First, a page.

Adelaide Football Club had been granted an AFL license, which prompted an extensive search for talent, as they combed through the SANFL for likely types. They compiled a list of 100 players, which was gradually pruned, until the Final List for 1991 was announced.

McIntyre found his name included among this elite band of players – the cream of South Australian footy. Wall-to-wall media coverage and unprecedented interest ensued, particularly in the lead-up to the opening round.

He wasn’t confident of being selected, but gun spearhead Scott Hodges – a walk-up starter – was embroiled in a contract dispute with the new entity. He still hadn’t signed when the team was announced. So Pete was named at full forward for the clash against an imposing Hawthorn combination, which was at the height of its power…………..

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It was a memorable night for the Crows, and their band of supporters, who anticipated a spirited performance from their side, but expected the Hawks to draw away when the crunch came.

The home team were on their way to a conclusive win – by 86 points. Early on, McIntyre began to gain the upper hand on Chris Langford, booting the second goal of the night.

Just after half-time he’d kicked his fourth……..”I thought, shit, I’m a chance to get a bag of 6 or 7 here. Then Graeme Cornes sent the runner out, and I was off until ten minutes before the end of the game.”

“He told me later, he thought I was looking a bit tired. Geez, I was rearing to go. He was a good coach, Cornesy; highly intelligent, thought outside the square, but sometimes he outsmarted himself.”

Pete played 13 games in ‘91, alternating between the Crows and South Adelaide. South were enjoying a great run, and finished minor premiers, before going out in straight sets.

The following year he tore a thigh muscle in the opening AFL round and endured a horror run, struggling in vain to return to fitness. Unfortunately, his injuries cost him a place in the NSW State of Origin side, which played the Vics at the MCG.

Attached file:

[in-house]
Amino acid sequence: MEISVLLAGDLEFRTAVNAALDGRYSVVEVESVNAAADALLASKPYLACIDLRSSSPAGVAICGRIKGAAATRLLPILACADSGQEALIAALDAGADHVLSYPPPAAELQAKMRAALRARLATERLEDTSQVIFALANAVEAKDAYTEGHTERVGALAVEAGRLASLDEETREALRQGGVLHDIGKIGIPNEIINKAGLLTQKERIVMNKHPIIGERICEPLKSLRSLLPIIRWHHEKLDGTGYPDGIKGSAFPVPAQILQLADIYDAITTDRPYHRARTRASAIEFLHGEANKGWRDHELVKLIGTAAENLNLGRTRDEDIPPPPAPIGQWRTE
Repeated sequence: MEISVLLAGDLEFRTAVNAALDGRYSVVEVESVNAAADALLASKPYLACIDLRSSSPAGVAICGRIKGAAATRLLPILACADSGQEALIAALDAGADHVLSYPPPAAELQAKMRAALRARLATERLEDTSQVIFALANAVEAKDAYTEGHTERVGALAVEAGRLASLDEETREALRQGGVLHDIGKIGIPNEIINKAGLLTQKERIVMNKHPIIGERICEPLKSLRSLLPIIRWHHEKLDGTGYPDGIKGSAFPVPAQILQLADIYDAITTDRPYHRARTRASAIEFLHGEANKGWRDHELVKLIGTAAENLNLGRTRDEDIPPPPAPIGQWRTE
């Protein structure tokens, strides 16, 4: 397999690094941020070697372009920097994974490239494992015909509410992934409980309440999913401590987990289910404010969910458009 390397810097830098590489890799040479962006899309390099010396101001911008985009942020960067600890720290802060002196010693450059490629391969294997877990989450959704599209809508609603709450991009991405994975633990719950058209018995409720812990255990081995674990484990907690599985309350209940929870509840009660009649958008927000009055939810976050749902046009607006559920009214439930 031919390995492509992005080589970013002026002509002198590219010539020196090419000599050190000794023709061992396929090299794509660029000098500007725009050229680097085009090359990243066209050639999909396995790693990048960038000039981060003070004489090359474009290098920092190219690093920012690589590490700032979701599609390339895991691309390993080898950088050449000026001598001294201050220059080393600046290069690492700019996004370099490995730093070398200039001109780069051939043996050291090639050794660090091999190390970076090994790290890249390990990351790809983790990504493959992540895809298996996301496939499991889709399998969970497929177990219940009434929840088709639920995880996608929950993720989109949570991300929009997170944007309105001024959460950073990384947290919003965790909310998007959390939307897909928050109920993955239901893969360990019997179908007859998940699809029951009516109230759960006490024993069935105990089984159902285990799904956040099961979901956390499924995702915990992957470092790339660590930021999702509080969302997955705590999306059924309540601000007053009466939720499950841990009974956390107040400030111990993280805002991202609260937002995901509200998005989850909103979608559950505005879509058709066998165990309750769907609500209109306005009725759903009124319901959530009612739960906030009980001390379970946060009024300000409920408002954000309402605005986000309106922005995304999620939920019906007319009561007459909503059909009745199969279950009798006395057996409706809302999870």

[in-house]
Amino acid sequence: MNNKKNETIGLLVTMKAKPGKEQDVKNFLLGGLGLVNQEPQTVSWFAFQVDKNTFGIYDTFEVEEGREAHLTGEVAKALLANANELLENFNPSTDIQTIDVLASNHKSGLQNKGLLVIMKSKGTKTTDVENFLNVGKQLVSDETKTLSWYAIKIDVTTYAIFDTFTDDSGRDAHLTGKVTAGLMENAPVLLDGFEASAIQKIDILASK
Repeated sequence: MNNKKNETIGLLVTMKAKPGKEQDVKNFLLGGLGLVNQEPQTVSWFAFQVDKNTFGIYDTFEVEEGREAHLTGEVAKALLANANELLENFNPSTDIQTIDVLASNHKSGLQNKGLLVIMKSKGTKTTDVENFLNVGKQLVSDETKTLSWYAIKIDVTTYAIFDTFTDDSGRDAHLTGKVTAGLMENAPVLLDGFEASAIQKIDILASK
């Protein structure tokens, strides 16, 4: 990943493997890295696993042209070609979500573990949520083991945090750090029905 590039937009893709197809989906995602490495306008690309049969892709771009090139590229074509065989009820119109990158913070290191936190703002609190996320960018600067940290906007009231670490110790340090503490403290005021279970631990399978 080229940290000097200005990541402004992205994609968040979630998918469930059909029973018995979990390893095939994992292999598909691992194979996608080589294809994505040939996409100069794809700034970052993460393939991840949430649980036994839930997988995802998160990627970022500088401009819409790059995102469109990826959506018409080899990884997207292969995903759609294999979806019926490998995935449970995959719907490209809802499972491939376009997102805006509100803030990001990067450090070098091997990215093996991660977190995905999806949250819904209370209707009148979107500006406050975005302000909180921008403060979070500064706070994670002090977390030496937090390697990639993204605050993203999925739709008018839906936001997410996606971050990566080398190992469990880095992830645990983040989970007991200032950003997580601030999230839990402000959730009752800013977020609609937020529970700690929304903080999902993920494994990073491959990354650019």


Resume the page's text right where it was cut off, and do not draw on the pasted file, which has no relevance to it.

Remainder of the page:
“Being a Deni boy, that would have been fantastic, to run out on the ‘G’ wearing the NSW jumper. But at the end of the season I’d had enough. I resigned from the Crows and told them I was going to concentrate on playing for South.”

“I regret that, in hindsight. I had probably my best SANFL season in ‘93, represented South Australia against the West, and kicked 79 goals in 14 games. Adelaide were starting to build something, and I reckon I could have contributed.”

Pete’s always maintained a keen interest in the neddies. He harks back briefly , to his early cricket days with Deni RSL, when a team-mate Greg Higgins – a more-than-handy all-rounder – would shout between overs, from the depths of fine-leg, such comments as : “What won the third leg of the Quaddie?”

He also reckons a day at the Adelaide Oval may have planted the seed for his future involvement with the Racing Game :

“It was a match the SANFL put together – City v Country. I was first emergency for Country, so I thought I’d wander down and invest in a treble – $21, I think I outlaid. It was Colin Hayes’ last chance to win an Adelaide Cup. The first two legs got up and, thank goodness, the Hayes horse I’d backed came home too. Seven and a half grand it was worth.”

“I invested it wisely ! Went to the Horse Sales the next day and bought two weanlings; sent one home to dad’s farm and later sold it for $20,000. I think that’s what got me going on the horses………”

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After nine seasons and 133 games with South Adelaide, the McIntyre’s moved to Echuca. Pete’s playing career with the Murray Bombers was ill-fated, though. In his third game he copped a knee injury which terminated his career.

The rest of his season was confined to using his footy expertise on the bench, as playing-coach Simon Eishold guided the Murray Bombers to a flag.

He worked as a rep for Sunbeam, selling agricultural equipment, then had a stint as secretary of Echuca Race Club.

This led to a short spell as the Racing Manager for leading city trainer David Hall, and a year as the Secretary at Benalla.

Country racing was being re-structured at the time, and he took on the role as Secretary-Manager of the merged Benalla, Towong, Wodonga and Wangaratta Race Clubs.

The merge was dismantled after some time, and Pete took a redundancy, had a re-think and invested in a property – Milawa Park. There were early ups and downs, but he’s now completely absorbed in what he regards as his dream job.

“I’ve always thought I’ve had an eye for a good horse. Basically, I buy 5-6 month-old weanlings, grow them out ( it’s essential to have fertile soil to grow good horses ) and sell them. To put it in plain language, I’m a grass farmer, and my crop are horses.”

“You’ve got to rely on your intuition, picking out the characteristics, like pedigree, temperament, athleticism, desire…… I spent six years as an assistant with the Murray Bushrangers ( loved it there ) and what I’m doing is not unlike how the top recruiters pick out a talented 16 year-old footballer,” he says.

“A few horses which are going around now, like Bondeiger, Charossa, Gytrash, Benz, Ice Ghost and Jericho Missile, have come through this selection process.”